Today, the sun came out. And so did a beaver! I came in to work this morning and everyone was at the window pointing and getting excited because this animal had decided to come and swim in the little ornamental pond on campus. No idea how it got there (the pond is not directly connected to any natural waterways), and it was pretty distressed, poor thing. It's quite big, I'd guess not much short of a metre long. And it was poking its little beaver head above the surface and then getting scared at all the hordes of people trying to photograph it, and diving back under the water.
Anyway, there was a big rescue operation involving several fire engines and some animal rescue specialists and pumping out all the water from the pond. One of the scientists pointed out that there are places in the world where they can't even provide enough food and medicine for all the children, but in Sweden, they can afford to send the fire brigade to rescue a trapped beaver. She has a point, but people weren't buying it because, ee, beaver!
Other than that, things are going well socially. I have discovered how the tea making facilities work, always important. And I have been invited to a party at the weekend, and generally feel like I'm settling.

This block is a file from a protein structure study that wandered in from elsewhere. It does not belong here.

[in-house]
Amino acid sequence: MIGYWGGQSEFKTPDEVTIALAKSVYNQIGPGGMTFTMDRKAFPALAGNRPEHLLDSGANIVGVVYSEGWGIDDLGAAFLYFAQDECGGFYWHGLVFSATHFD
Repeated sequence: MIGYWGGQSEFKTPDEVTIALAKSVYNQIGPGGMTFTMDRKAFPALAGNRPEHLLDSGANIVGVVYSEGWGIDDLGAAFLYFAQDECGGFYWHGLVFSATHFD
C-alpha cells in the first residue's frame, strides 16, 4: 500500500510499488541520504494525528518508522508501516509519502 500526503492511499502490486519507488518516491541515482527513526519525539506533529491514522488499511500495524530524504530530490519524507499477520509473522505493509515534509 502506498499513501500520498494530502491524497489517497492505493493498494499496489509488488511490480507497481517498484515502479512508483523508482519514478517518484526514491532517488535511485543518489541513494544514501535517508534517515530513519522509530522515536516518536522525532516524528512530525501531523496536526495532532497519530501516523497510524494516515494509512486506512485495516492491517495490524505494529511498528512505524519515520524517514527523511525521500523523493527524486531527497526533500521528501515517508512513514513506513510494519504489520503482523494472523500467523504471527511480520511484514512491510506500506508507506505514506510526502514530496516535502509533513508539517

I haven't commented in a while but wanted to say how impressed I am at how you took on this move and the entire relocation. Oh, I'm sure there's been anxiety and some stress, but you still impress me nonetheless.
For some reason, Merkins find the idea of photographing beaver to be amusing. Duh... Is the plural 'beaver' or 'Beavers'..?
Meanwhile, they have the right idea devoting all those resources to relocating the beaver; they are very busy little animals and there won't be an ornamental tree, sapling, or shrub remaining within a 200-metre radius of anything it chooses to build.
So glad to hear you are there and settled in. Sorry I have not been at my computer for teh past few days to leave a message sooner. I laughed so much when I read your post about how the most trivial things suddenly seemed highly complicated, everything was expensive as you didn't know where to shop, you felt bad for not speaking the language and you did not have a kettle. In a sympathetic way naturally, but that is exactly how we felt when we first arrived in Austria. You will find it wear off quite fast. But I think it must be the most common feeling to all newcomers. For some reason the kettle became our talisman very quickly too. I am gald that your landlord and lady are nice. It makes all the difference. Keep your chin up and just remembet as long as you have a kettle, there is nothing that can't be sorted in life! Good on you.